A school lunch. Image via Annapolis High School/Anne Arundel County Public Schools.

In a first, Anne Arundel County’s government is giving families some holiday debt relief for unpaid school breakfasts and lunches.

County Executive Steve Schuh’s office announced the surprise move Thursday. Schuh had proposed county lawmakers approve a funds transfer of $25,000 to pay off any outstanding meal debt in the county school system. The Anne Arundel County Council approved the move at its meeting on Monday.

“This small gesture is our way of showing that we understand the challenges that many working families in our County face,” the first-term Republican county executive said in a statement.

The money will be conveyed to the 21st Century Education Foundation, which will then convey it to the school system.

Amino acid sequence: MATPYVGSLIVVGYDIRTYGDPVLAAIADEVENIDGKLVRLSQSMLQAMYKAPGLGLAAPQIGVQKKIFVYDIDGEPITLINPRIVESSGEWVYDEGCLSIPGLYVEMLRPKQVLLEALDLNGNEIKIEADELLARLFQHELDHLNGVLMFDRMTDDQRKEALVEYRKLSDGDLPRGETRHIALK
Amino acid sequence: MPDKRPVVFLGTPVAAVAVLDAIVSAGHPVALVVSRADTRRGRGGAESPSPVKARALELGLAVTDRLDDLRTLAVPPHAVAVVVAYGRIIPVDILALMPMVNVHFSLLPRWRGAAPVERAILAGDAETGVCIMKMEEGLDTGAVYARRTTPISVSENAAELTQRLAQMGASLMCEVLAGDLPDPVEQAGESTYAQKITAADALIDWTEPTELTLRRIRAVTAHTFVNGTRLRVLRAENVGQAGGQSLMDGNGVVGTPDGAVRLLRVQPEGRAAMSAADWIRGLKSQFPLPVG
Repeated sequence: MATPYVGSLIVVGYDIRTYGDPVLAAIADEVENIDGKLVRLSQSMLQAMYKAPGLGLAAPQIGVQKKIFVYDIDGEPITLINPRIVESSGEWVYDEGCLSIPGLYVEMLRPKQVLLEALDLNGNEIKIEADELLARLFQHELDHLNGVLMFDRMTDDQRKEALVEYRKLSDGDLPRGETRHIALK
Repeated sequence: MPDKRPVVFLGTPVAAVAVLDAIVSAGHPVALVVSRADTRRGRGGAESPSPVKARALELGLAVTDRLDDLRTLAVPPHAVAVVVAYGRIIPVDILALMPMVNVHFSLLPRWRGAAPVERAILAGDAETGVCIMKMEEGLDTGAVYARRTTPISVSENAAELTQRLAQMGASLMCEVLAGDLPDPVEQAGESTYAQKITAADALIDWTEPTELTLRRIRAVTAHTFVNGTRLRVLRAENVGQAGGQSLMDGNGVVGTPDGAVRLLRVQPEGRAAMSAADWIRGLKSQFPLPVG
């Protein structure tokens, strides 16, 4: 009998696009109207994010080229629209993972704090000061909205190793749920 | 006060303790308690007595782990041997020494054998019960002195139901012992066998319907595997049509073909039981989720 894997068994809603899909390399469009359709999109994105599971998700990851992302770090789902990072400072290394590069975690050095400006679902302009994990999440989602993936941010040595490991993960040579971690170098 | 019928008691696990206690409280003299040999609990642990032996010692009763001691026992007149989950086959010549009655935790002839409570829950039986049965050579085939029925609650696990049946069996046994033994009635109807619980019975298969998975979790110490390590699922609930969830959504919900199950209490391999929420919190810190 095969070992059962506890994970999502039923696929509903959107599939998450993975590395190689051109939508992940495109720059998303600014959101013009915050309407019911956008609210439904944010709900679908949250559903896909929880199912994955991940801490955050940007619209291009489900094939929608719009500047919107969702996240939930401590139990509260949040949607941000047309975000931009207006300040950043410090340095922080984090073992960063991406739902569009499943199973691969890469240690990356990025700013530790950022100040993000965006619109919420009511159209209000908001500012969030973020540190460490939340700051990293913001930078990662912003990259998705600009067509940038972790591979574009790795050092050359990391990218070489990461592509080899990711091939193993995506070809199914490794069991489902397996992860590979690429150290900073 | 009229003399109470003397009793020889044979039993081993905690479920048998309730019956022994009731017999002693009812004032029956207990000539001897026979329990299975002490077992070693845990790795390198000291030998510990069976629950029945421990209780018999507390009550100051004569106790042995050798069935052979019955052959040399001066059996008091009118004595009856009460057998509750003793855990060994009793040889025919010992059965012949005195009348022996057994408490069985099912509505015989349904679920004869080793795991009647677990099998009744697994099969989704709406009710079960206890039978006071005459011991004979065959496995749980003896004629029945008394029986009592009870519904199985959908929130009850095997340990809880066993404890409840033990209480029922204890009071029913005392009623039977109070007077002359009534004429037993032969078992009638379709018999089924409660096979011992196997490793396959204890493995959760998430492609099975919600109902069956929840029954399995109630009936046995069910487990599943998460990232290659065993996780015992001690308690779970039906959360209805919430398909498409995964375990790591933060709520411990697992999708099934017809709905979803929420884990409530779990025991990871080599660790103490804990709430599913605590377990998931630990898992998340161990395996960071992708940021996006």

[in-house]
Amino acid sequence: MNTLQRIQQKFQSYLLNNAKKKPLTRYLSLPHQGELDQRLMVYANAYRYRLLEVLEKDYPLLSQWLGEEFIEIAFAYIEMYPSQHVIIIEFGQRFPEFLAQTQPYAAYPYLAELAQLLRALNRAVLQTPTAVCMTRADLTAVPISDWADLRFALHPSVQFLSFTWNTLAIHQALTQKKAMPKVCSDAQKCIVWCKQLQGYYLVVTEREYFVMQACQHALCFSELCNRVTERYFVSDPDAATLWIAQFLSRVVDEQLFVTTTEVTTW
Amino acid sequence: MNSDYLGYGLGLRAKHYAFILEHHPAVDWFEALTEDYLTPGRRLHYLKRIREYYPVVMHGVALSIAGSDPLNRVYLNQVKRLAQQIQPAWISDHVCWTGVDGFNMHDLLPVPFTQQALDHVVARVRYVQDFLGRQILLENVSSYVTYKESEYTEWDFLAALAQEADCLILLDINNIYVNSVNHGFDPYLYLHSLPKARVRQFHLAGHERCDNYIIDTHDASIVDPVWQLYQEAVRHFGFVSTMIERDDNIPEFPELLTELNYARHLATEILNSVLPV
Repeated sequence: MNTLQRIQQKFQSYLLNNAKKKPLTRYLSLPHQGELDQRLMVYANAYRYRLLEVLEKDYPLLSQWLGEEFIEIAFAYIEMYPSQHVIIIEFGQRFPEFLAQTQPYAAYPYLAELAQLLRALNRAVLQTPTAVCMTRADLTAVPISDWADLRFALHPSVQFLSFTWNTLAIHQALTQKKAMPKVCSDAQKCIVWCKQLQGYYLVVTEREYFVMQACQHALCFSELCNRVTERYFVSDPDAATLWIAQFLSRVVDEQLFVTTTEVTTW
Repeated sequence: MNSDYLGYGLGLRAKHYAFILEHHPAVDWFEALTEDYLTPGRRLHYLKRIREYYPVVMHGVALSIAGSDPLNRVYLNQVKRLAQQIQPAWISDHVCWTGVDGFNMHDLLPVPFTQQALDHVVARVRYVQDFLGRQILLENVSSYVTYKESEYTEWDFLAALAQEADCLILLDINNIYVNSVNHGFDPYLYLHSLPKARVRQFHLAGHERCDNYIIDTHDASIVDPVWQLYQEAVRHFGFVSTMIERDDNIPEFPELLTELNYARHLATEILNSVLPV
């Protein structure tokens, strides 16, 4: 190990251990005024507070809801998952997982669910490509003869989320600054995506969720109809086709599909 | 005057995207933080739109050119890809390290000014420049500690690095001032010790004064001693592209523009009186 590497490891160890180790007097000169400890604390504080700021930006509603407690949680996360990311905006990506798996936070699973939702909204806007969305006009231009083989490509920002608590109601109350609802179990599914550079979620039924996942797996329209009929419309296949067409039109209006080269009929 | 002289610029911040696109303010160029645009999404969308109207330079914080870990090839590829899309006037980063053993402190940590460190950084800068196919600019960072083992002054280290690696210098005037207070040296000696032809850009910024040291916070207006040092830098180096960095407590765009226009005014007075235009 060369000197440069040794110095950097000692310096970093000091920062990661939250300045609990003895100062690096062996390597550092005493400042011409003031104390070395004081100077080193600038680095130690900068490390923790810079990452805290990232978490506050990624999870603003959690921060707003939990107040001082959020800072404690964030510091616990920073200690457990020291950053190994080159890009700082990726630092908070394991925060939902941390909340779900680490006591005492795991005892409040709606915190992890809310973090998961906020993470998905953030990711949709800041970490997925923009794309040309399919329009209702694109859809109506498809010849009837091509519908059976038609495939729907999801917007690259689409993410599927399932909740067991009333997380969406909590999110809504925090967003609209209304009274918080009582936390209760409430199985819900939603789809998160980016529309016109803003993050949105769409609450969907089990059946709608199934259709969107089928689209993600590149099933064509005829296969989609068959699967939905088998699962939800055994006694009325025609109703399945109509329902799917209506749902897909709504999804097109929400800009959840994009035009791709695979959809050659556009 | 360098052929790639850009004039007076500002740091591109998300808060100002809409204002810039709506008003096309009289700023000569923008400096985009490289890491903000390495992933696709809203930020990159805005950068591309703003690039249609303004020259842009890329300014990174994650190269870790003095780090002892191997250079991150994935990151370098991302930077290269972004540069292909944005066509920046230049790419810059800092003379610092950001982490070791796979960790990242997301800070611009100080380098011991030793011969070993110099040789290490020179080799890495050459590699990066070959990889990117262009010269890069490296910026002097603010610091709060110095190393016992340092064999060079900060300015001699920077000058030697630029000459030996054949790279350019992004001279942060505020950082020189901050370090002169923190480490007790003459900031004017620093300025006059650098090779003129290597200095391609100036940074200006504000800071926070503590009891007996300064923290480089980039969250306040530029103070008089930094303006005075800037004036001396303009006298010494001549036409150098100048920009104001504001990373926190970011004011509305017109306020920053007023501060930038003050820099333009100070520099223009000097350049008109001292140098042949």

Nearly 26,000 of the county’s 83,000 or so students receive free or reduced lunches, with around 3,800 specifically enrolled in the reduced-meal program, Anne Arundel County Public Schools spokesman Bob Mosier told Baltimore Fishbowl. (Plenty of other families make too much money to qualify for free or reduced meals, he noted, “but not enough money to make ends meet.”)

The school system’s Food and Nutrition Services department doesn’t receive any public funding, but rather relies on grants and revenue from meal sales.

This is the first time the county government has agreed to such a move, Mosier said.

“It’s certainly a very kind gesture on the county’s part, and it’s great news for families whose accounts have become delinquent that they don’t have to worry about that.”

Ethan McLeod is a freelance reporter in Baltimore. He previously worked as an editor for the Baltimore Business Journal and Baltimore Fishbowl. His work has appeared in Bloomberg CityLab, Next City and...